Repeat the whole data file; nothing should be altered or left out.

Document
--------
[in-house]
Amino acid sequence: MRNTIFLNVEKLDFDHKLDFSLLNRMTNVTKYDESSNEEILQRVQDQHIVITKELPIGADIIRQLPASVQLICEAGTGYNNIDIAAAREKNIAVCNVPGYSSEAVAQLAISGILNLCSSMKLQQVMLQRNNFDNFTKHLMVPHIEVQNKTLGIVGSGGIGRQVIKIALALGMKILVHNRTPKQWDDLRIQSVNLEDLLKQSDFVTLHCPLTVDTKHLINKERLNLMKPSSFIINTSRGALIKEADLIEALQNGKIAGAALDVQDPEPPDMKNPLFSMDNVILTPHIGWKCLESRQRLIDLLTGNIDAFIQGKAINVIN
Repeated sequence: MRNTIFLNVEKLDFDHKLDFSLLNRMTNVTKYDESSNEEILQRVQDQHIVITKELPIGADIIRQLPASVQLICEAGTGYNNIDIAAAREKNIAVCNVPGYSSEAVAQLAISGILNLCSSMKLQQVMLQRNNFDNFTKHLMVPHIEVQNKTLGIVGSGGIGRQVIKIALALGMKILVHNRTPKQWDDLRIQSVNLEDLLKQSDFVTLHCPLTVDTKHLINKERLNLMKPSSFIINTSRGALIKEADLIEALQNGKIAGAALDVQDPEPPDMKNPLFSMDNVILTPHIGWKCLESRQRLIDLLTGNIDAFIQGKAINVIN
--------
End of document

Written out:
[in-house]
Amino acid sequence: MRNTIFLNVEKLDFDHKLDFSLLNRMTNVTKYDESSNEEILQRVQDQHIVITKELPIGADIIRQLPASVQLICEAGTGYNNIDIAAAREKNIAVCNVPGYSSEAVAQLAISGILNLCSSMKLQQVMLQRNNFDNFTKHLMVPHIEVQNKTLGIVGSGGIGRQVIKIALALGMKILVHNRTPKQWDDLRIQSVNLEDLLKQSDFVTLHCPLTVDTKHLINKERLNLMKPSSFIINTSRGALIKEADLIEALQNGKIAGAALDVQDPEPPDMKNPLFSMDNVILTPHIGWKCLESRQRLIDLLTGNIDAFIQGKAINVIN
Repeated sequence: MRNTIFLNVEKLDFDHKLDFSLLNRMTNVTKYDESSNEEILQRVQDQHIVITKELPIGADIIRQLPASVQLICEAGTGYNNIDIAAAREKNIAVCNVPGYSSEAVAQLAISGILNLCSSMKLQQVMLQRNNFDNFTKHLMVPHIEVQNKTLGIVGSGGIGRQVIKIALALGMKILVHNRTPKQWDDLRIQSVNLEDLLKQSDFVTLHCPLTVDTKHLINKERLNLMKPSSFIINTSRGALIKEADLIEALQNGKIAGAALDVQDPEPPDMKNPLFSMDNVILTPHIGWKCLESRQRLIDLLTGNIDAFIQGKAINVIN